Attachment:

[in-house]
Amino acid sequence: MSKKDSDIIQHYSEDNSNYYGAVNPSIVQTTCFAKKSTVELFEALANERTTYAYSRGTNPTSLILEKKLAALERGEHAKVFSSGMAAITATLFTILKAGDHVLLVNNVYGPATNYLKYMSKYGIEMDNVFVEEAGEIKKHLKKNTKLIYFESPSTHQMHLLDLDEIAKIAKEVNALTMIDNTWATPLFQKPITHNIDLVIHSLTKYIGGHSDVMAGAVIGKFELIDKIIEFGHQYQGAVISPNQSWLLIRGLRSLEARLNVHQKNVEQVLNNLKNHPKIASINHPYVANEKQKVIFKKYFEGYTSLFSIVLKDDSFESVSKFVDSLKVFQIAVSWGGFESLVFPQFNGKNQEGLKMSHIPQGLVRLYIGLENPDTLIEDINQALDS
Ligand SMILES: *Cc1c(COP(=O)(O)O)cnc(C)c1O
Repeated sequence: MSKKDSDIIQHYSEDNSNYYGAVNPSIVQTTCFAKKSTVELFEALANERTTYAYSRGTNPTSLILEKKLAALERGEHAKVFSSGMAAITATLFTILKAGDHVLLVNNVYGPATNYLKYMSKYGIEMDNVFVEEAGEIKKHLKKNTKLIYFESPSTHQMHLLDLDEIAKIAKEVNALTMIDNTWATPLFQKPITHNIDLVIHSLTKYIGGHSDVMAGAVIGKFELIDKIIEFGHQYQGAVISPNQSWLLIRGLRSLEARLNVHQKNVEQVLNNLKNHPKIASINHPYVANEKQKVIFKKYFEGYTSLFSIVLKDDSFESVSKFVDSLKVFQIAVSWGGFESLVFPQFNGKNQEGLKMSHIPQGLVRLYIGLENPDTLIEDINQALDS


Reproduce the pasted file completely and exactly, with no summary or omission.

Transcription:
[in-house]
Amino acid sequence: MSKKDSDIIQHYSEDNSNYYGAVNPSIVQTTCFAKKSTVELFEALANERTTYAYSRGTNPTSLILEKKLAALERGEHAKVFSSGMAAITATLFTILKAGDHVLLVNNVYGPATNYLKYMSKYGIEMDNVFVEEAGEIKKHLKKNTKLIYFESPSTHQMHLLDLDEIAKIAKEVNALTMIDNTWATPLFQKPITHNIDLVIHSLTKYIGGHSDVMAGAVIGKFELIDKIIEFGHQYQGAVISPNQSWLLIRGLRSLEARLNVHQKNVEQVLNNLKNHPKIASINHPYVANEKQKVIFKKYFEGYTSLFSIVLKDDSFESVSKFVDSLKVFQIAVSWGGFESLVFPQFNGKNQEGLKMSHIPQGLVRLYIGLENPDTLIEDINQALDS
Ligand SMILES: *Cc1c(COP(=O)(O)O)cnc(C)c1O
Repeated sequence: MSKKDSDIIQHYSEDNSNYYGAVNPSIVQTTCFAKKSTVELFEALANERTTYAYSRGTNPTSLILEKKLAALERGEHAKVFSSGMAAITATLFTILKAGDHVLLVNNVYGPATNYLKYMSKYGIEMDNVFVEEAGEIKKHLKKNTKLIYFESPSTHQMHLLDLDEIAKIAKEVNALTMIDNTWATPLFQKPITHNIDLVIHSLTKYIGGHSDVMAGAVIGKFELIDKIIEFGHQYQGAVISPNQSWLLIRGLRSLEARLNVHQKNVEQVLNNLKNHPKIASINHPYVANEKQKVIFKKYFEGYTSLFSIVLKDDSFESVSKFVDSLKVFQIAVSWGGFESLVFPQFNGKNQEGLKMSHIPQGLVRLYIGLENPDTLIEDINQALDS